May 10, 1869
Promontory Summit, Utah
May 11, 2008
Yesterday, Saturday May 10th, marked the 139 year anniversary of a great event. One would have a difficult time finding it on any modern day calendar, but at the time this event dramatically changed the lives of everyone living in this country. On May 10, 1869, at Promontory Summit in Utah (out in the middle of an absolutely desolate nowhere), the tracks of Union Pacific Railroad were finally joined up with those of Central Pacific Railroad. Armies of men had struggled for years to complete this great work, the likes of which had never been seen before. With the driving of the last ‘golden’ spike, America took a giant leap forward, and was changed forever. It was the very beginning of these United States truly re-uniting, (fresh from its Civil War), and looking upon itself as a whole continent, from seashore to seashore. For more than a century prior to the completed transcontinental railroad, traveling across the continent had taken months, sometimes even years. Now it was six a day trip between New York and San Francisco.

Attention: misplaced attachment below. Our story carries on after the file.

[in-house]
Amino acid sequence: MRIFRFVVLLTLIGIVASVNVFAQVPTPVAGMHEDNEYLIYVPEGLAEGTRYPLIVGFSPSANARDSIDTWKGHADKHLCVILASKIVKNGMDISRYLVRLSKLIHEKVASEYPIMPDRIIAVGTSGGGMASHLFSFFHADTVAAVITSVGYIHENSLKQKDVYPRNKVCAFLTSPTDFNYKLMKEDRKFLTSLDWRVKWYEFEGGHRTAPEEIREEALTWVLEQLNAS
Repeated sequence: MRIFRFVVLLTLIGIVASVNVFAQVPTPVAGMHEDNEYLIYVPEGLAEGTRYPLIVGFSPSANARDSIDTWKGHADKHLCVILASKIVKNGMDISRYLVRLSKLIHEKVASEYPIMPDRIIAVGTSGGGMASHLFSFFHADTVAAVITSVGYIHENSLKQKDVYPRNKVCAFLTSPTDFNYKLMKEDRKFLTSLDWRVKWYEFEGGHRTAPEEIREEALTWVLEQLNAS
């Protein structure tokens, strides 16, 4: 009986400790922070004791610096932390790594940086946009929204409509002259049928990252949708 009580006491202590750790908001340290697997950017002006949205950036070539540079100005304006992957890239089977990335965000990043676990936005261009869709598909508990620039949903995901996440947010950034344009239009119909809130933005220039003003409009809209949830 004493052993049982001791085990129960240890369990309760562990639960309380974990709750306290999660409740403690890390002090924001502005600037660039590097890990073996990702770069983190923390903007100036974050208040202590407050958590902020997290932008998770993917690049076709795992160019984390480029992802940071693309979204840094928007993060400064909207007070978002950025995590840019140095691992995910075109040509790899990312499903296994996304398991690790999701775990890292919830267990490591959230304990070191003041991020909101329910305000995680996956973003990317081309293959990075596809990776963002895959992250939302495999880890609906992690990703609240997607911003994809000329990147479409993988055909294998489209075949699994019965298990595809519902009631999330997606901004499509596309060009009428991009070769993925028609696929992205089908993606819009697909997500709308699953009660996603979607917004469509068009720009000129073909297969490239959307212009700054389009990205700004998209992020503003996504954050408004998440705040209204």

One hundred forty years ago, four shopkeepers in Sacramento, California, rose to become the force behind the transcontinental railroad, achieving along the way wealth beyond measure. To build influence and maintain power, they lied, bribed, and, when necessary, arranged for obstacles, both human and legal, to disappear. Their names were Collis Huntington, Leland Stanford, Charles Crocker, and Mark Hopkins, and they were known as the “Big Four” or “The Associates”. Their drive for money—nothing more, nothing less—was epic. Their legacy is a university, public gardens, museum, mansions, banks, and libraries—and to a large degree, California itself, where”the Gold Rush is still on, is always on, in one form or another.” Excerpted from the dust-jacket of The Associates by Richard Rayner
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